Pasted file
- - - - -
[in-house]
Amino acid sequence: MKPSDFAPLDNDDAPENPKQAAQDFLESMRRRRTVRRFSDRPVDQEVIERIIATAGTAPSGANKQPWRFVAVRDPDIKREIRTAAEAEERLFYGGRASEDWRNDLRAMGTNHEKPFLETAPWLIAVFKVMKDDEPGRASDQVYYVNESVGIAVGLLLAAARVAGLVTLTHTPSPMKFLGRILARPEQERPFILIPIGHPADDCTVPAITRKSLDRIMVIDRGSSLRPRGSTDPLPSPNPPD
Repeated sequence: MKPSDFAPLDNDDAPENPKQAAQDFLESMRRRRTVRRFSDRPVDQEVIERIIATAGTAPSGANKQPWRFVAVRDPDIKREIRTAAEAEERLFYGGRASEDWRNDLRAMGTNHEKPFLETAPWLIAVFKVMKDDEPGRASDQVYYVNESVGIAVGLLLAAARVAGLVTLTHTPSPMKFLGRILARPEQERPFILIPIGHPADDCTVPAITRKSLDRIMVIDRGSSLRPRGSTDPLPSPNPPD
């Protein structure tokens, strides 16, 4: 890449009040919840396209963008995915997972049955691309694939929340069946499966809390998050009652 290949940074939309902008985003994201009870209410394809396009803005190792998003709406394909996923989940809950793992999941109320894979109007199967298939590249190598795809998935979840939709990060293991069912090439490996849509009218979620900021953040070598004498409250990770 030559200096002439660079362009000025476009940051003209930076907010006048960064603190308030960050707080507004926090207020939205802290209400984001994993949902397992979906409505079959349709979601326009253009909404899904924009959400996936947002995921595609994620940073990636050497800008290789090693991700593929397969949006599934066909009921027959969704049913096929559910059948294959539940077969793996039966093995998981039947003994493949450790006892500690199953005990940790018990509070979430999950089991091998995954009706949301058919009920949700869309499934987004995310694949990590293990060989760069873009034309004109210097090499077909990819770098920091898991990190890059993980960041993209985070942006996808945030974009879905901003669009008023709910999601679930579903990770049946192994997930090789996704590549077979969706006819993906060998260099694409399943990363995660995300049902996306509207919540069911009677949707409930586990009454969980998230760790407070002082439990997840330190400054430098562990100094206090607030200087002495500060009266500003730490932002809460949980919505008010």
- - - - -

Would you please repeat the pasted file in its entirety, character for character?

[in-house]
Amino acid sequence: MKPSDFAPLDNDDAPENPKQAAQDFLESMRRRRTVRRFSDRPVDQEVIERIIATAGTAPSGANKQPWRFVAVRDPDIKREIRTAAEAEERLFYGGRASEDWRNDLRAMGTNHEKPFLETAPWLIAVFKVMKDDEPGRASDQVYYVNESVGIAVGLLLAAARVAGLVTLTHTPSPMKFLGRILARPEQERPFILIPIGHPADDCTVPAITRKSLDRIMVIDRGSSLRPRGSTDPLPSPNPPD
Repeated sequence: MKPSDFAPLDNDDAPENPKQAAQDFLESMRRRRTVRRFSDRPVDQEVIERIIATAGTAPSGANKQPWRFVAVRDPDIKREIRTAAEAEERLFYGGRASEDWRNDLRAMGTNHEKPFLETAPWLIAVFKVMKDDEPGRASDQVYYVNESVGIAVGLLLAAARVAGLVTLTHTPSPMKFLGRILARPEQERPFILIPIGHPADDCTVPAITRKSLDRIMVIDRGSSLRPRGSTDPLPSPNPPD
């Protein structure tokens, strides 16, 4: 890449009040919840396209963008995915997972049955691309694939929340069946499966809390998050009652 290949940074939309902008985003994201009870209410394809396009803005190792998003709406394909996923989940809950793992999941109320894979109007199967298939590249190598795809998935979840939709990060293991069912090439490996849509009218979620900021953040070598004498409250990770 030559200096002439660079362009000025476009940051003209930076907010006048960064603190308030960050707080507004926090207020939205802290209400984001994993949902397992979906409505079959349709979601326009253009909404899904924009959400996936947002995921595609994620940073990636050497800008290789090693991700593929397969949006599934066909009921027959969704049913096929559910059948294959539940077969793996039966093995998981039947003994493949450790006892500690199953005990940790018990509070979430999950089991091998995954009706949301058919009920949700869309499934987004995310694949990590293990060989760069873009034309004109210097090499077909990819770098920091898991990190890059993980960041993209985070942006996808945030974009879905901003669009008023709910999601679930579903990770049946192994997930090789996704590549077979969706006819993906060998260099694409399943990363995660995300049902996306509207919540069911009677949707409930586990009454969980998230760790407070002082439990997840330190400054430098562990100094206090607030200087002495500060009266500003730490932002809460949980919505008010």